When I saw this recipe in Ready for Dessert, I was elated. I am always hunting for more green tea recipes, more ways to incorporate that magic powder into my life and stomach. Sadly, Luke is not really a green tea fan, so I have to limit myself.
These little cakes are perfect with tea, or as an afternoon snack or light dessert. Or breakfast. Or anytime really.
Green Tea Financiers
Adapted from Ready for Dessert
Makes 24 mini muffin sized cakes
2 teaspoons sesame seeds (white, or a mix of black and white)
1/8 teaspoon flaky sea salt
2/3 cup sliced almonds
½ cup sugar
1 tablespoon white sesame seeds
5 tablespoons all-purpose flour
2 ½ teaspoons green tea powder (matcha)
¼ teaspoon baking powder
big pinch of salt
grated zest of ½ lemon
4 large egg whites
6 tablespoons unsalted butter, melted and cooled slightly
Preheat the oven to 375 degrees F. Grease a 24-cup mini muffin tin.
In a small bowl, mix together the first two ingredients and sprinkle the muffin cups with two-thirds of the mixture. Set the rest aside.
Pulverize the almonds, sugar, 1 tablespoon white sesame seeds, the flour, green tea, baking powder, salt and lemon zest in a food processor until the nuts are finely ground. Add the egg whites and butter and pulse until the mixture is smooth, stopping to scrape down the bowl as needed to ensure that the ingredients are thoroughly combined.
Divide the batter evenly among the prepared mini muffin tin, then sprinkle the tops with the remaining sesame salt mixture. Rap the muffin tin on the counter once or twice to release any air pockets and level the batter. Bake just until the financiers feel firm when gently pressed with a finger, about 12 minutes.
Let cool completely, then remove the financiers from the tin and enjoy!
I probably jumped the gun in announcing the arrival of Izzy’s football apparel. The minute I had the package in my hands, I was tearing it open and in her pen coaxing her over to inspect her new outfit. She was surprisingly mellow and accommodating for an animal unaccustomed to regular clothing wear.
You’re probably wondering where all the pictures are. Hey man, patience is a virtue. While the shirt is amazingly adorable on her, I need to bust out my dusty sewing kit and do a few alterations. Dog clothing is measure by length of back, and while Izzy and a Chihuahua might have the same size back…rabbit anatomy is a little different from a dog’s.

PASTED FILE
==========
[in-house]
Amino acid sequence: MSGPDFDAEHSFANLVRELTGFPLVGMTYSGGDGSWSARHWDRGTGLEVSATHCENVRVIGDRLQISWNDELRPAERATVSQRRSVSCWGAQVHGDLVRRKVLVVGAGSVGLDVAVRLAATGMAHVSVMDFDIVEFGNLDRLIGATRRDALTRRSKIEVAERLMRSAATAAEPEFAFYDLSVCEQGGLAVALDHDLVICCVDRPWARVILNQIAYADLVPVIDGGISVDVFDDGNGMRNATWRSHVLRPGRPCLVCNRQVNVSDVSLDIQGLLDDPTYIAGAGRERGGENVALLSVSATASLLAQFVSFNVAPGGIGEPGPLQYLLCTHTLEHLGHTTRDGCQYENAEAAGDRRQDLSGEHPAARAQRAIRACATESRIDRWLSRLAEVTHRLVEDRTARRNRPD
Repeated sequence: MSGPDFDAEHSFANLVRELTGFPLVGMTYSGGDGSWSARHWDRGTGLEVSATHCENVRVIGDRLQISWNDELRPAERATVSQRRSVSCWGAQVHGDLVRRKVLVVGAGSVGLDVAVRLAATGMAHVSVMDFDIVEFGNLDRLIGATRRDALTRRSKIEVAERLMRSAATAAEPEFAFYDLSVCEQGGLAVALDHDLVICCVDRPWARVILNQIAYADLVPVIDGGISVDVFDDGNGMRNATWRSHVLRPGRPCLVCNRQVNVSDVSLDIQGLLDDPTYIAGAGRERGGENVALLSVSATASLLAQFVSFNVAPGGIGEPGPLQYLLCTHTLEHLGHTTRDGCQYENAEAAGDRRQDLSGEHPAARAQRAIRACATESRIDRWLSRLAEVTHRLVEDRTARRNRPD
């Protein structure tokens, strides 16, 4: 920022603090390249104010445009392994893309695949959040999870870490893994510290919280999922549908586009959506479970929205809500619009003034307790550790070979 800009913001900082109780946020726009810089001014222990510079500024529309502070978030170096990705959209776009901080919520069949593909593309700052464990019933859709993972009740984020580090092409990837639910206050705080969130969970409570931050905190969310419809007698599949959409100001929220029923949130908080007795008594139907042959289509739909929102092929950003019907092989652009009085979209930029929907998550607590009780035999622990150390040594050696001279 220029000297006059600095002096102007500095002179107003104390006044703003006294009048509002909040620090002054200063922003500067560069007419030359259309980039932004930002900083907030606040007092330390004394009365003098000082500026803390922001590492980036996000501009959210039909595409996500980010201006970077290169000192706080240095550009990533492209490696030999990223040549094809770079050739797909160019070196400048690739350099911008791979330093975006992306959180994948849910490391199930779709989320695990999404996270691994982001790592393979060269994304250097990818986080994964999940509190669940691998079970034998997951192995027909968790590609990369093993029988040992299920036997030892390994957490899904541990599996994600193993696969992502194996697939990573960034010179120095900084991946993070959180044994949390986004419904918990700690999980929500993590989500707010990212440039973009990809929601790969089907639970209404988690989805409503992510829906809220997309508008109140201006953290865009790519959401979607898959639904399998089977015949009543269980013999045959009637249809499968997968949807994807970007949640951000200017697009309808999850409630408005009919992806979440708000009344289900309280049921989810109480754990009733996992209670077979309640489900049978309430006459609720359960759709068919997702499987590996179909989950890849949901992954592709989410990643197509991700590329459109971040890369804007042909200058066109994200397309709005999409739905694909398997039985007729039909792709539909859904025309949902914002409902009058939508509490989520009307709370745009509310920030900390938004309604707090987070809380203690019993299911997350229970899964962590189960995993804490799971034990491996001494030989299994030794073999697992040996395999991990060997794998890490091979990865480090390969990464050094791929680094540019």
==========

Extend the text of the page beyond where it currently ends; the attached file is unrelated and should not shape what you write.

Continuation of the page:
While dogs have more proportional front and hind legs to support their loping stride, rabbits don’t. They hop, so they have little T-Rex like front legs compared to their massive kicking back legs. We forgot about that. Her tiny arms kinda got lost in the sleeves and ended up coming out all sorts of strange places, or getting stuck inside the shirt. So I’m going to sew the sleeves up and make the shirt more or less sleeveless. 6th grade Home Ec don’t fail me now.
Moving on to the foods. I bought a package of puff pastry on a whim one day, and had no idea what to do with it until I saw this recipe. Apparently you can make it from scratch, but I am so not ready to handle that much butter at once. Maybe some day.
Until then, I’ll keep buying it when I notice it’s on sale and wait for recipe inspiration like this.
Nutella Marshmallow Puffs
Adapted from Picky Palate
Makes 16 puffs
1 package puff pastry, 2 pastry sheets thawed
1 cup Nutella
1 cup mini marshmallows
1 egg white whisked with 1 tablespoon water
turbinado sugar (optional)
Preheat oven to 350 degrees F. Cut each square of pastry into 4 equal size pieces, then halve each piece diagonally. You should end up with 16 triangle shaped pieces. Spread a couple tablespoons of Nutella spread onto the center of each pastry leaving 1/2 inch border around edges. Top each with about 6 or 7 mini marshmallows and fold over to form a littler triangle. Crimp edges firmly with the tines of a fork. Brush with egg white wash then sprinkle with turbinado sugar. Bake for 22-25 minutes or until pastry just turns golden. Remove and let cool for 5 minutes, then transfer to wire rack to cool completely.